Here, there, and everywhere, at the same time

Recently I received a pricelist for a puerh vendor’s new offerings. This is one of those higher end outfits that purport to sell gushu teas and which are priced anywhere from a few hundred RMB a cake to a few thousand, all for 2013 new teas. The owner, like many owners of such shops, was already a successful businessman in other ventures, but because of his love of tea (what else?) has gone into tea making and now presses his cakes every year for sale. You can probably find half a dozen such outfits in every major coastal city these days in China.

Also like many such shops, the offering is vast – in fact it’s so vast that it’s completely unbelievable. There are about twenty single origin offerings of various mountains, from Guafengzhai in the east, to Mangfei in the west, and everything in between. For some villages there are multiple offerings, while for others there is only one. This is not counting the dozen or so blends that they offer as well – blends of different mountains, some of which have single origin counterparts, and some don’t.

I say unbelievable, because for it to be top notch tea (and the prices definitely scream top notch) the person making it had to spend some time in each of these places to buy the maocha – maocha, at least of a certain quality anyway, don’t really come to you, especially if you’re not a particularly big outfit with enough muscle to do the buying. Conservatively, if we say the owner needs to spend at least 3-4 days per village to at least gather enough material for pressing the cakes, sort out the logistics, travel etc, that’s already over 70-80 days needed. If he started on one end in late March, by the time he gets to the other end it’s already June. The good tea is not going to wait three months – someone else would’ve bought it already.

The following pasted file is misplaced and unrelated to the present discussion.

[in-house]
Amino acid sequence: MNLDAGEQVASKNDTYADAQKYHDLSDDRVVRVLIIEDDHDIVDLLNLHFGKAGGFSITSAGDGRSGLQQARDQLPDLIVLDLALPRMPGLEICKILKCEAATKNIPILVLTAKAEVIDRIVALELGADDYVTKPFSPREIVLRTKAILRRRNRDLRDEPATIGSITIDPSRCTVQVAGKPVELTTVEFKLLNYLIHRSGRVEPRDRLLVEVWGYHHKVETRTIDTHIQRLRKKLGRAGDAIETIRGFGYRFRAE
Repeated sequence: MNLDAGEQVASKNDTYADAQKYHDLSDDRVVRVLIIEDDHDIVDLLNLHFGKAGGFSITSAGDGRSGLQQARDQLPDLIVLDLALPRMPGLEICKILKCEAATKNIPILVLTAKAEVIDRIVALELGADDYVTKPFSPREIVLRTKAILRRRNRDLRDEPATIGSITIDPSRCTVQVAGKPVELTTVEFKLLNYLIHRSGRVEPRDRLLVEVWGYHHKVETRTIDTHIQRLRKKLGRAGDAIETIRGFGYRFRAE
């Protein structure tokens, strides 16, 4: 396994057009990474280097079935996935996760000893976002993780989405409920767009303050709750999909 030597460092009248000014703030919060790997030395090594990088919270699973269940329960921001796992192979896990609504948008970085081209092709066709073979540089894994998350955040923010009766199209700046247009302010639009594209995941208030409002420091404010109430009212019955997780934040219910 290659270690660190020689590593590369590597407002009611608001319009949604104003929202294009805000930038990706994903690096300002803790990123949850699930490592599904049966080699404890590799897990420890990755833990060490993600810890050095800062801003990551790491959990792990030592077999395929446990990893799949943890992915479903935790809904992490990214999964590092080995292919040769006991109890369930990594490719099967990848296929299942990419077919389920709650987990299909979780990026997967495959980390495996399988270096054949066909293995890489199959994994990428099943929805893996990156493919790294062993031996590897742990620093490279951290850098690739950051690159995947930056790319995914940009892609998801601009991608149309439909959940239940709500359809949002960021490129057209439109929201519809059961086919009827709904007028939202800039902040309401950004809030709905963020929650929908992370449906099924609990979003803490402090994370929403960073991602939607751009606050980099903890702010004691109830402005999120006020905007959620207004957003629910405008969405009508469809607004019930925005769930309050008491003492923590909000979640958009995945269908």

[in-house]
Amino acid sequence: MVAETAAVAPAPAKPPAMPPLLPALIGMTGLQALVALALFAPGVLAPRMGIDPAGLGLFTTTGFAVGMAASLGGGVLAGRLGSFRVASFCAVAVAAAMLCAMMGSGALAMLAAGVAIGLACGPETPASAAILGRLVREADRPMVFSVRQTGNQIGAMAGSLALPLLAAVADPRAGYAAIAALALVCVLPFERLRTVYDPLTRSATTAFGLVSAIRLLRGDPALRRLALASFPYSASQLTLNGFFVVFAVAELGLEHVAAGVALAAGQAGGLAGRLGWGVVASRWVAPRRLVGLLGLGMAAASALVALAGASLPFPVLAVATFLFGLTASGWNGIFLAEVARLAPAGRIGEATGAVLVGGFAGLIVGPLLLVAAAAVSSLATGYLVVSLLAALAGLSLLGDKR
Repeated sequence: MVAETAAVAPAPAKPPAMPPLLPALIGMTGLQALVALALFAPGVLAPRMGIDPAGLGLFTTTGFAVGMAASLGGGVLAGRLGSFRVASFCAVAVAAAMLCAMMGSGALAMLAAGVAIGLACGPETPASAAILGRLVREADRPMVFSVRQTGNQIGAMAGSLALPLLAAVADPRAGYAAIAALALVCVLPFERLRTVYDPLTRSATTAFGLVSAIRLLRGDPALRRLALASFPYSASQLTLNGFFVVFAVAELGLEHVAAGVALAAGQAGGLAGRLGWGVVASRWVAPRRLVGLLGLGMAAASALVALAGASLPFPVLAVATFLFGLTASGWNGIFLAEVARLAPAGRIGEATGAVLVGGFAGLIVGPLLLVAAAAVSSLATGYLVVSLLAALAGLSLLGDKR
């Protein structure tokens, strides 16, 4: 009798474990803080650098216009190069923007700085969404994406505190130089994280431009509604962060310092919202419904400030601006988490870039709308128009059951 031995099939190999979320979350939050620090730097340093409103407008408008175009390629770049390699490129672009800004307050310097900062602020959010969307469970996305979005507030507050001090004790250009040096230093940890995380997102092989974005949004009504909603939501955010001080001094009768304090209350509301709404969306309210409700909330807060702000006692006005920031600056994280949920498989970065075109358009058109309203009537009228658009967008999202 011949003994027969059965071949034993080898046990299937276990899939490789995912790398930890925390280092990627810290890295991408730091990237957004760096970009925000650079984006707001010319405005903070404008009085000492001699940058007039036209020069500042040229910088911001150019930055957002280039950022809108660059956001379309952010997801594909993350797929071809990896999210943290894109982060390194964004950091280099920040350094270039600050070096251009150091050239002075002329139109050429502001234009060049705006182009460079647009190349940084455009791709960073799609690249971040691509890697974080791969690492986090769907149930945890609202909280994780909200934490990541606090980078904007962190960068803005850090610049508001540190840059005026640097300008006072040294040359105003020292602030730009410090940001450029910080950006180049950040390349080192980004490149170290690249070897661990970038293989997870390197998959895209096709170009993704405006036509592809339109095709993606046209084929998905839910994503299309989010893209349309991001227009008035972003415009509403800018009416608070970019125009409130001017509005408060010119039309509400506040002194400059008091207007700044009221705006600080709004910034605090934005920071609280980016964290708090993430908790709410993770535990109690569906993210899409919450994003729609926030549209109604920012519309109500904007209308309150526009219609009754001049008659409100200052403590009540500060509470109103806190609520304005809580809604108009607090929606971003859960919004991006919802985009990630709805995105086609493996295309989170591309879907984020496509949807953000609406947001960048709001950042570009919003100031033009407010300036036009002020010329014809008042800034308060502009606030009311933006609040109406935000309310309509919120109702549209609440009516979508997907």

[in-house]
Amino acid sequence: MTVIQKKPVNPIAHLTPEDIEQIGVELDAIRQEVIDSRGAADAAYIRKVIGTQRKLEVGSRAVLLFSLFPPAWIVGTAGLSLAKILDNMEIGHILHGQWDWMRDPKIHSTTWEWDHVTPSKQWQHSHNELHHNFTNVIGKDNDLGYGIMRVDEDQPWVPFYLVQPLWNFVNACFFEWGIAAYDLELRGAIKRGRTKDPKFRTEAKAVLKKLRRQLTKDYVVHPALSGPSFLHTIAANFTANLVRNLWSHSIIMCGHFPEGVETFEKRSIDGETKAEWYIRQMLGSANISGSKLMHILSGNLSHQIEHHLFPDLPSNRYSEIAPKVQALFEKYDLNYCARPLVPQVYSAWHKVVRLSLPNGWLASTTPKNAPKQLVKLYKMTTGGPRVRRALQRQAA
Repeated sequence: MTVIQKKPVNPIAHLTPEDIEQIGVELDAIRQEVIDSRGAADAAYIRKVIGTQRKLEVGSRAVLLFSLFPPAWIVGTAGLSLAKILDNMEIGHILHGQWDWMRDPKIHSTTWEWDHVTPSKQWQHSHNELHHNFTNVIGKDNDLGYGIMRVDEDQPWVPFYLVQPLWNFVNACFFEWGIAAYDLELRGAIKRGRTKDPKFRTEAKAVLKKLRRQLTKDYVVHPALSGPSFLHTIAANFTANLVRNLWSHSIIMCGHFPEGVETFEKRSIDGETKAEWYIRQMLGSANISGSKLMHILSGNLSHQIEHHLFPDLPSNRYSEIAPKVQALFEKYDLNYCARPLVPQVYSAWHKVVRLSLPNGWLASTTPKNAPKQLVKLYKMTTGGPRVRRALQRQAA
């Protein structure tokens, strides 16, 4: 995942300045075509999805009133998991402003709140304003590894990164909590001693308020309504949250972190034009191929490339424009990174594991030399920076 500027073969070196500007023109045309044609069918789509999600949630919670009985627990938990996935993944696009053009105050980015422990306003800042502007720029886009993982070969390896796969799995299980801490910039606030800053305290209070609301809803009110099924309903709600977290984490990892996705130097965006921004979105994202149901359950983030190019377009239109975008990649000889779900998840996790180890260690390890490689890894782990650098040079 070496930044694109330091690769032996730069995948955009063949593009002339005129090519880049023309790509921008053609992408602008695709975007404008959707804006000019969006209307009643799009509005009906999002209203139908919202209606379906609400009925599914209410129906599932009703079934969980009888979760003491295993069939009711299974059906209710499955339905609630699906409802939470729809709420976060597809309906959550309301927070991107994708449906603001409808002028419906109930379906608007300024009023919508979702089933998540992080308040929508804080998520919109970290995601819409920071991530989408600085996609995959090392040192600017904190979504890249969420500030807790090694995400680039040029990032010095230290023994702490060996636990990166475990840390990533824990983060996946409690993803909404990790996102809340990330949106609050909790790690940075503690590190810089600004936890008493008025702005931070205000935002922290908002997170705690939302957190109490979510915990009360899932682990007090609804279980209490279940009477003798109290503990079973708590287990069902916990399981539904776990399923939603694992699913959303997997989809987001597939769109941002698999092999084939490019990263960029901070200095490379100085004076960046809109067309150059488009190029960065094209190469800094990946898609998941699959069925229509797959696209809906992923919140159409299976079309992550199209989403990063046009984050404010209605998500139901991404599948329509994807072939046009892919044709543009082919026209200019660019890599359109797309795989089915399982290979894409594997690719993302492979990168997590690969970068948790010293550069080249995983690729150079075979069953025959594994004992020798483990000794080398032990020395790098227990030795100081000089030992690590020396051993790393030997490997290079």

It is also unbelievable, because unless you spend an inordinate amount of time in one of these places, being able to tell apart real versus fake (or at least, inferior quality) maocha from various village is difficult. Maocha smuggling – the practice of shipping cheap maocha from cheap production area to expensive villages to sell as the expensive place’s tea – is very common. It’s also not unheard of to pass plantation tea off as gushu, or to adulterate spring tea with fall tea, or other such practices. Just because you got to the village doesn’t at all mean you got the real thing, and even if you’ve gone a few years in a row doesn’t mean people stop trying to cheat you. I have talked to experienced vendors who have been going for a dozen years who still have people bring them inferior tea, hoping to pass muster. If you’re in a hurry and are not picky, you will get scammed, and the tuition gets passed on to the consumers.